The Grand Budapest Hotel
As much as "The Grand Budapest Hotel" takes on the aspect of a cinematic confection, it does so to grapple with the very raw and,…
* This filmography is not intended to be a comprehensive list of this artist’s work. Instead it reflects the films this person has been involved with that have been reviewed on this site.
The Oscars race has hit a holiday lull. It's a good time to pause and take stock of nominations.
A tribute to RogerEbert.com contributor, film critic and activist Jeff Shannon, who died Dec. 20, 2013.
Gerardo Valero sees the potential for a good remake in "Escape from New York."
Paul Walker, who died yesterday in a car crash at 40, was an action film star known for his Everyman charm and his ability to provide a dependable center for the craziness around him.
The class gap caused by lack of Internet access; Andy Kaufman may be alive; Weinstein Co. wins MPAA appeal; "Carlito's Way" appreciation; Dunham and Kaling's brass tacks.
Director David Gordon Green has had a remarkably eclectic career, from delicate indies like "George Washington" to stoner comedy "Your Highness," with stops along the way for the "Halftime in America" Chrysler ad and episodes of HBO's "Eastbound & Down." What keeps him going?
The Ends of Violence: The Conclusions of Clint Eastwood from Matthew Cheney on Vimeo.
Here is the Press Play article by Matthew Cheney.
Fred Zinnemann's "The Day of the Jackal" (1973) is a great example of how a film can do a good job of creating tension and involving the viewer by sticking with the most basic cinematic elements. We have the benefit of comparing it with a remake ("Jackal," 1997) that went on the opposite direction and by wrongly doing everything that its predecessor got right, making he merits of the earlier version all the more evident. Both are distinctive reflections of how studios perceived audience tastes in their respective time periods. They are as different as two movies based on the same source might be and can hardly be classified in the same genre. The later entry is a brainless action flick; the original is a "thriller" in every sense of the word.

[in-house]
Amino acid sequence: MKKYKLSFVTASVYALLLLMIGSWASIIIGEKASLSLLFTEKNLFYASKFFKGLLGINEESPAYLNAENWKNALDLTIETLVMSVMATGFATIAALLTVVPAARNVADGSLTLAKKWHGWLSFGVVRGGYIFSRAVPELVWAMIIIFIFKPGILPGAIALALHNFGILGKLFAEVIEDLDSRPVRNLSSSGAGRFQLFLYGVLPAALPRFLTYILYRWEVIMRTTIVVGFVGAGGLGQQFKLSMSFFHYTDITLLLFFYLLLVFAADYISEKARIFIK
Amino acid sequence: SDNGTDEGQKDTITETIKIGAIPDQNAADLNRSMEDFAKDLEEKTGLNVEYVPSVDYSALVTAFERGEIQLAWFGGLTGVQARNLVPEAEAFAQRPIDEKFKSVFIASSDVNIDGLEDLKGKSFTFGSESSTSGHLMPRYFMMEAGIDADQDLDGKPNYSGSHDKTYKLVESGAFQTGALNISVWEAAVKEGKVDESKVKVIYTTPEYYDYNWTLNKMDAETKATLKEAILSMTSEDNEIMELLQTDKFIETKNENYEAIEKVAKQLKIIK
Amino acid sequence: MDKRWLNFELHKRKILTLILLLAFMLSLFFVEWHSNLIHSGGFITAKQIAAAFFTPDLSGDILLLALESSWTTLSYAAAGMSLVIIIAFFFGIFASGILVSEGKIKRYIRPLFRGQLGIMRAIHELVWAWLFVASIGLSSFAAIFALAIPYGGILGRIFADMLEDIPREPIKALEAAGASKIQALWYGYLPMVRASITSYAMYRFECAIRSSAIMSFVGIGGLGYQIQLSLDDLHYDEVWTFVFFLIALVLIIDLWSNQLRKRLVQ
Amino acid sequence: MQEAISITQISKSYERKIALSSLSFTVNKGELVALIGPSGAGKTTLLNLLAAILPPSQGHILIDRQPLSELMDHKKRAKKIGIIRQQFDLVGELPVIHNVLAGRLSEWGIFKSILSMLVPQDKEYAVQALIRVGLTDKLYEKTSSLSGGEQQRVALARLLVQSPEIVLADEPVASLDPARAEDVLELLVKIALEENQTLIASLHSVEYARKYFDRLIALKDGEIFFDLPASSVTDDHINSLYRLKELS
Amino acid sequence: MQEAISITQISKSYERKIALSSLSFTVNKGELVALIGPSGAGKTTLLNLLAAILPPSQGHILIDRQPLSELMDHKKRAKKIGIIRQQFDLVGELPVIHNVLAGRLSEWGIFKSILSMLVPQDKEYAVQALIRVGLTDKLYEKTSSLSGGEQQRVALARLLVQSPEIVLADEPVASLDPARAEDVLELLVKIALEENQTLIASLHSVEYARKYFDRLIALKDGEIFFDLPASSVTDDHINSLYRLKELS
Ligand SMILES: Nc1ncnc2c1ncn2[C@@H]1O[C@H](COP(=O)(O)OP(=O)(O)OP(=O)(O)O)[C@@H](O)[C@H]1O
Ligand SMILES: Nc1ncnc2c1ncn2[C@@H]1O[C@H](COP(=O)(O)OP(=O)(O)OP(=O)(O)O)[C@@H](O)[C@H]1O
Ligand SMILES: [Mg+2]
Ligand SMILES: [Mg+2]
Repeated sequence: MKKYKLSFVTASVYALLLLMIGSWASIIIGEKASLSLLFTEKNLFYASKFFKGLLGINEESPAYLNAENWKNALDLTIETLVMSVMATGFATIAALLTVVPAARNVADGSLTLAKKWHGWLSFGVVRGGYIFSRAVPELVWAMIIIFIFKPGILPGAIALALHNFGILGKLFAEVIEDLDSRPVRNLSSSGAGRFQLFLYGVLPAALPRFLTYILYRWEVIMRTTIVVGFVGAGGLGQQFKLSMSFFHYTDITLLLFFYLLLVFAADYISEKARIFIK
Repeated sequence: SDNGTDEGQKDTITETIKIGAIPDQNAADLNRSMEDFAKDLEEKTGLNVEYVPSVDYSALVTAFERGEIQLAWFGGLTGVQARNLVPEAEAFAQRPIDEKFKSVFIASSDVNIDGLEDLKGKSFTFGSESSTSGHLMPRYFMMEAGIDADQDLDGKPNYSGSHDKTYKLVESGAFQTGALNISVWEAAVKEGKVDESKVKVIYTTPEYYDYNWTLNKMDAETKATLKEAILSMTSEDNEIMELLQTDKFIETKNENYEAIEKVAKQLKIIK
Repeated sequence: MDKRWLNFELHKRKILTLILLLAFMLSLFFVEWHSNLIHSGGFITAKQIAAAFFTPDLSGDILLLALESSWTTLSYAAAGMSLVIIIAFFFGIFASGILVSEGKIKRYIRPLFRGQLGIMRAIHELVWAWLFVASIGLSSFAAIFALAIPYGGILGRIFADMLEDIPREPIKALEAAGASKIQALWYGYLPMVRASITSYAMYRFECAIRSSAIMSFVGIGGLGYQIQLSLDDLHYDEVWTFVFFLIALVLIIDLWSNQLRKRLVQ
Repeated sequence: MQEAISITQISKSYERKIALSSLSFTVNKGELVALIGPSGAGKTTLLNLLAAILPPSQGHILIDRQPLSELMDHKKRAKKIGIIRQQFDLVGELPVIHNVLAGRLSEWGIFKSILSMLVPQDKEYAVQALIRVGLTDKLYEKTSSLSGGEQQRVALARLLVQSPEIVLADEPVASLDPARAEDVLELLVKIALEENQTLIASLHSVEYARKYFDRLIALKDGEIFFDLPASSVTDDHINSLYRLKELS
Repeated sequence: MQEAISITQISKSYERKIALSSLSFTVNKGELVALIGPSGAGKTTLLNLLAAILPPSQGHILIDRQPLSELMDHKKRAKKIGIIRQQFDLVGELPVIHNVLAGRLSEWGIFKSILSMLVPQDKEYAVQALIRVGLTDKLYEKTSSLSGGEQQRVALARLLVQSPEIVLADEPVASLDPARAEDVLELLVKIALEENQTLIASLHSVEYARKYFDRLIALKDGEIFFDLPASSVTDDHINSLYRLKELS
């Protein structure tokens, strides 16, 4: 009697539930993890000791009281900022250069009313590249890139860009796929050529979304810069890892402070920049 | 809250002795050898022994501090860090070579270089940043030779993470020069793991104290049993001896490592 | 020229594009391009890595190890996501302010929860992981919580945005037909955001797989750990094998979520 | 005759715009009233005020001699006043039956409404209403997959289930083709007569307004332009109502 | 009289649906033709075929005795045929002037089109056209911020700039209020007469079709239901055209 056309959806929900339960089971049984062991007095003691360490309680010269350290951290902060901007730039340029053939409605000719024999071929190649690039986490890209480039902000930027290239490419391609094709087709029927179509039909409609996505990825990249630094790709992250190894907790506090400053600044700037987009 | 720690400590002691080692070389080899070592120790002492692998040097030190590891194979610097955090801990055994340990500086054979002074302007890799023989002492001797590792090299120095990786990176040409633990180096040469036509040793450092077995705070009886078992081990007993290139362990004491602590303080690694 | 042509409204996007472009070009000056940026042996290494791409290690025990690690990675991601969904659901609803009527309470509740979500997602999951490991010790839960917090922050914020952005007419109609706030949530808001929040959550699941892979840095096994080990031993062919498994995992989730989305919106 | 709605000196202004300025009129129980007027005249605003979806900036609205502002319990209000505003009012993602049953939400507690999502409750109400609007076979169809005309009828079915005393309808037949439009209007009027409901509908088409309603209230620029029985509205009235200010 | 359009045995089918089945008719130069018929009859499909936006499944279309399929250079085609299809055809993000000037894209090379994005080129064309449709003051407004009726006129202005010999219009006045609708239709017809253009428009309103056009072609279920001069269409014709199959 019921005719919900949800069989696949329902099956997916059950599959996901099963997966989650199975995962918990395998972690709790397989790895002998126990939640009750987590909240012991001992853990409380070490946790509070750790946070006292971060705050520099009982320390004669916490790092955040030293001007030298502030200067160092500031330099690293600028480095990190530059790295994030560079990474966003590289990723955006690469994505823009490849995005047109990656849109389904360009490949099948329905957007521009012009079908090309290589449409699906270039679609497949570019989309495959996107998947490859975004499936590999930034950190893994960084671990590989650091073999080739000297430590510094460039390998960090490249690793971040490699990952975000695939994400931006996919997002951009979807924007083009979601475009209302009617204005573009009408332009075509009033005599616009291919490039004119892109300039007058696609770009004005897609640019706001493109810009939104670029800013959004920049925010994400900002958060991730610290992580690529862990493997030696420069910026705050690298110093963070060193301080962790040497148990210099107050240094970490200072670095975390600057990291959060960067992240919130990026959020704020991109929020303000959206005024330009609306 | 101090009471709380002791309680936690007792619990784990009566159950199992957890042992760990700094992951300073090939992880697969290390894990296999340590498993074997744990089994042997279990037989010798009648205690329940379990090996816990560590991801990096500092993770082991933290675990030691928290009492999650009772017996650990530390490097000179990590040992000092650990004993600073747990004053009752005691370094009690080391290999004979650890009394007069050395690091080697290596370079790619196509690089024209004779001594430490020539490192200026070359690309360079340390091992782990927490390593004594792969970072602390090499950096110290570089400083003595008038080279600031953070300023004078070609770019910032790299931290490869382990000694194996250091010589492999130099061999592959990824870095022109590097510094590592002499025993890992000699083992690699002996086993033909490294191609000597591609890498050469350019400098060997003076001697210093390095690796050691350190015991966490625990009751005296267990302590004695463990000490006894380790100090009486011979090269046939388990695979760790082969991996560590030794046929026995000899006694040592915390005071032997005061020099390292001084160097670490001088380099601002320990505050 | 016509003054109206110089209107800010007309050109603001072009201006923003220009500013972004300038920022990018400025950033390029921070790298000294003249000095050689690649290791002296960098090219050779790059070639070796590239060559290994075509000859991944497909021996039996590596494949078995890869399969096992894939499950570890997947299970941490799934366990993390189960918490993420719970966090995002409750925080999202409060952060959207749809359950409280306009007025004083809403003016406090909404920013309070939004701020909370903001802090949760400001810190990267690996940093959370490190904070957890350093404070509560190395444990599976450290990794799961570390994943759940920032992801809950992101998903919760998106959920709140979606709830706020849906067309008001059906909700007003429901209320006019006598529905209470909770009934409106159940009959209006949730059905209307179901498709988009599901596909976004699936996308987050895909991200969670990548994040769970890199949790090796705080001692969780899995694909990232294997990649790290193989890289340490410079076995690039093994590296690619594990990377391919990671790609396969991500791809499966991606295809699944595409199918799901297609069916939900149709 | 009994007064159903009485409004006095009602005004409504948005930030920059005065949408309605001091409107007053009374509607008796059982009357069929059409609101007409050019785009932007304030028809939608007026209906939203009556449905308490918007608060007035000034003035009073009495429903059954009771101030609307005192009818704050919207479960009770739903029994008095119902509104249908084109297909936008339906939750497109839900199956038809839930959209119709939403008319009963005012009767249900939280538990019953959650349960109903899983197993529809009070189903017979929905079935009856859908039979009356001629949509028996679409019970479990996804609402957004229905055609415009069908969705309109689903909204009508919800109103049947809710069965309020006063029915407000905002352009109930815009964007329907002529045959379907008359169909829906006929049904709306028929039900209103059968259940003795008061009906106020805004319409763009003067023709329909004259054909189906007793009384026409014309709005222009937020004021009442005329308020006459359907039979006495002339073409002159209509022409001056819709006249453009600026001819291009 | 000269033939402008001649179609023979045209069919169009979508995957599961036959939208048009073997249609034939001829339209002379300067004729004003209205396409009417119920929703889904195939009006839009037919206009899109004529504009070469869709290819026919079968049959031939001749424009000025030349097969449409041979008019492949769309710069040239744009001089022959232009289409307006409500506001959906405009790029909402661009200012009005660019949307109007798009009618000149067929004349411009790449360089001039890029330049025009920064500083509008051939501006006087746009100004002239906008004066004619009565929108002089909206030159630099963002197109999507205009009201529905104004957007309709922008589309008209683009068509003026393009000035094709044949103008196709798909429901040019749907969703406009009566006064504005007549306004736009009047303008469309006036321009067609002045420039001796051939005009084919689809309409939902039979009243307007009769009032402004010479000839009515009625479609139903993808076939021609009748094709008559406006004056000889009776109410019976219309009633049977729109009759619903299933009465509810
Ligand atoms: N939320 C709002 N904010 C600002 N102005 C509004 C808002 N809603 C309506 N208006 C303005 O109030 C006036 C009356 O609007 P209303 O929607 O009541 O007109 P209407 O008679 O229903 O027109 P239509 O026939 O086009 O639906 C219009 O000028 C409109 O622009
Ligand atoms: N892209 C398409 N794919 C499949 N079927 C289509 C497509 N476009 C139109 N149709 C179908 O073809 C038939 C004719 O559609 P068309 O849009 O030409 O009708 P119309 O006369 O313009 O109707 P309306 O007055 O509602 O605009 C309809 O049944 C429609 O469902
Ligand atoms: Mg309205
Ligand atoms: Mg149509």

Marie writes: Behold a living jewel; a dragonfly covered in dew as seen through the macro-lens of French photographer David Chambon. And who has shot a stunning series of photos featuring insects covered in tiny water droplets. To view others in addition to these, visit here.
(click images to enlarge)
Rarely does a TV show arrive with lower expectations than the annual Emmy Awards telecast. It's a given that the thing will suck. Even so, this year's -- the 64th -- managed to come up short and disappoint. And it wasn't one of those "so bad it's good" campy things you can enjoy making fun of, either. It was more like one of those "so bad it's lousy" things that leave you incredulous and drained of the will to live.
The winner of the Academy Award for Best Picture will be Ben Affleck's tense new thriller "Argo." How do I know this? Because it is the audience favorite coming out of the top-loaded opening weekend of the Toronto Film Festival. Success at Toronto has an uncanny way of predicting Academy winners; I point you to the Best Pictures of the last five years in a row: "No Country for Old Men," "Slumdog Millionaire," "The Hurt Locker," "The King's Speech" and "The Artist."